By Gordon Corera
The CIA has declassified details of its secret Cold War spy-pigeon missions.
The files reveal how pigeons were trained for clandestine missions photographing sensitive sites inside the Soviet Union.
The release also reveals how ravens were used to drop bugging devices on window sills and dolphins were trained for underwater missions.
The CIA believed animals could fulfil “unique” tasks for the agency’s clandestine operations.
Inside the CIA’s headquarters in Langley, Virginia, is a museum, sadly closed to the general public. During a visit to interview the then-director I caught sight of something unusual amid all the bugging devices and spy gadgets.
It was a model pigeon with a camera strapped to it.
The 1970s’ operation was codenamed Tacana and explored the use of pigeons with tiny cameras to automatically take photos, newly released files show.
It took advantage of the fact that the humble pigeon is possessed of an amazing ability – almost a superpower. They can be dropped somewhere they have never been before and still find their way hundreds of miles back home.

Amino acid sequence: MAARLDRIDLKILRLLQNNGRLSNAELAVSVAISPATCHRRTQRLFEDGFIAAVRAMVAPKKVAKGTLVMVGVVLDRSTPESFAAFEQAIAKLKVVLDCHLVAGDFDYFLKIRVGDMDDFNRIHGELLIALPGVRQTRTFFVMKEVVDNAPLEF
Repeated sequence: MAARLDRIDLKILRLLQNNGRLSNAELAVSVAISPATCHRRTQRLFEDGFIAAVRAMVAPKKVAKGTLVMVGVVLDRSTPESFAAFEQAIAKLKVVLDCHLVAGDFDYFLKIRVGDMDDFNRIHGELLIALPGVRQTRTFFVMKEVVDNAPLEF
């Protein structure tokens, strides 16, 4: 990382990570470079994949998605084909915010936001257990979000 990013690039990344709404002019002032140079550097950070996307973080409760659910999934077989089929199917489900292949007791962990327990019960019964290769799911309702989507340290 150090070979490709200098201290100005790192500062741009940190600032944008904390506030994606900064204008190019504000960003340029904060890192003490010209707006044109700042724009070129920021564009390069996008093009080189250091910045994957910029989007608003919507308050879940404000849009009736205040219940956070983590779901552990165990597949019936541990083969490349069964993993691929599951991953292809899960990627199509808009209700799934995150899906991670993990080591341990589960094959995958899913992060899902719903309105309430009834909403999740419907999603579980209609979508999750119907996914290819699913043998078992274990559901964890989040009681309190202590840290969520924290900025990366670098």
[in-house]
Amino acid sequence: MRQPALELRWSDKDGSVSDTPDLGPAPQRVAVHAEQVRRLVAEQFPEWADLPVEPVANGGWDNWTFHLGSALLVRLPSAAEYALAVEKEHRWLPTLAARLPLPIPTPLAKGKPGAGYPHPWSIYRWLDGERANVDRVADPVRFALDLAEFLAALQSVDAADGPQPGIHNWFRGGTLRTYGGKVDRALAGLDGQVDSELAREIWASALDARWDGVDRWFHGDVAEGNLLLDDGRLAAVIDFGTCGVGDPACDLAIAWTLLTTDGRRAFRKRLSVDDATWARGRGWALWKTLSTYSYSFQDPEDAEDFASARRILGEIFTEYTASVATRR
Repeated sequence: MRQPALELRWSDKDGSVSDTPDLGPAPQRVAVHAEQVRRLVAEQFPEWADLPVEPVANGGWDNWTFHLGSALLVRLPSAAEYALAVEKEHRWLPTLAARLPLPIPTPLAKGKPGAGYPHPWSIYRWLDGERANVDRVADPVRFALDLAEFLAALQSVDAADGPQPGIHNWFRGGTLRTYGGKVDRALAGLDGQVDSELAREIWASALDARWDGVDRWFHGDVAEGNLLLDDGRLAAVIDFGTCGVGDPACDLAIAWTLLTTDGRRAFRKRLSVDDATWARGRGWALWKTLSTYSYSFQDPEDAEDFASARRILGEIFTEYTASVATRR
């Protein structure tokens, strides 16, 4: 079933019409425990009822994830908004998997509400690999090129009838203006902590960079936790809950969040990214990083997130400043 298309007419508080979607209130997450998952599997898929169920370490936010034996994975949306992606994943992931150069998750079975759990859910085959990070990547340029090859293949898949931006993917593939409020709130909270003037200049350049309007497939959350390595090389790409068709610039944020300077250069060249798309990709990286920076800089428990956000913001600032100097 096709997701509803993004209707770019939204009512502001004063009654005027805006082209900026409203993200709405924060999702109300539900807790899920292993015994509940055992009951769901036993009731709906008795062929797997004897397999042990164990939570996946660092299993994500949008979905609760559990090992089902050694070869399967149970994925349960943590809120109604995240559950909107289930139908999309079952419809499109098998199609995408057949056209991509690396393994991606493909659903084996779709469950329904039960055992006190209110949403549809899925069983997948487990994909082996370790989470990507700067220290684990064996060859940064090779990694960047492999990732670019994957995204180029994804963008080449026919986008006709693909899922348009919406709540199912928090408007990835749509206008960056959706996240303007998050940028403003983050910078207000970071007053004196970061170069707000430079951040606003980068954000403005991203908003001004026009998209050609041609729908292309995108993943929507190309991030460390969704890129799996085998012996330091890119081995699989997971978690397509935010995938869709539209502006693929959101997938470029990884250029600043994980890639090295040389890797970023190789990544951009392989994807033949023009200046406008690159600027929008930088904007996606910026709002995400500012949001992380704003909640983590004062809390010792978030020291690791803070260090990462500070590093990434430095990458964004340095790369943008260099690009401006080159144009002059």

In World War Two a little known branch of British intelligence – MI14(d) – ran a Secret Pigeon Service which dropped birds in a container with a parachute over Occupied Europe. A questionnaire was attached. More than 1,000 pigeons returned with messages including details of V1 rocket launch sites and German radar stations.
Experts found that the quality of the photographs was higher than those produced by spy satellites operating at the time. One fear raised during the tests was if a member of the public stumbled upon “pigeon and camera” and assumed that the government was spying on its own, so an elaborate cover story was cooked up.
How many actual missions did the spy-pigeons fly and what intelligence did they collect? That, apparently, is still secret.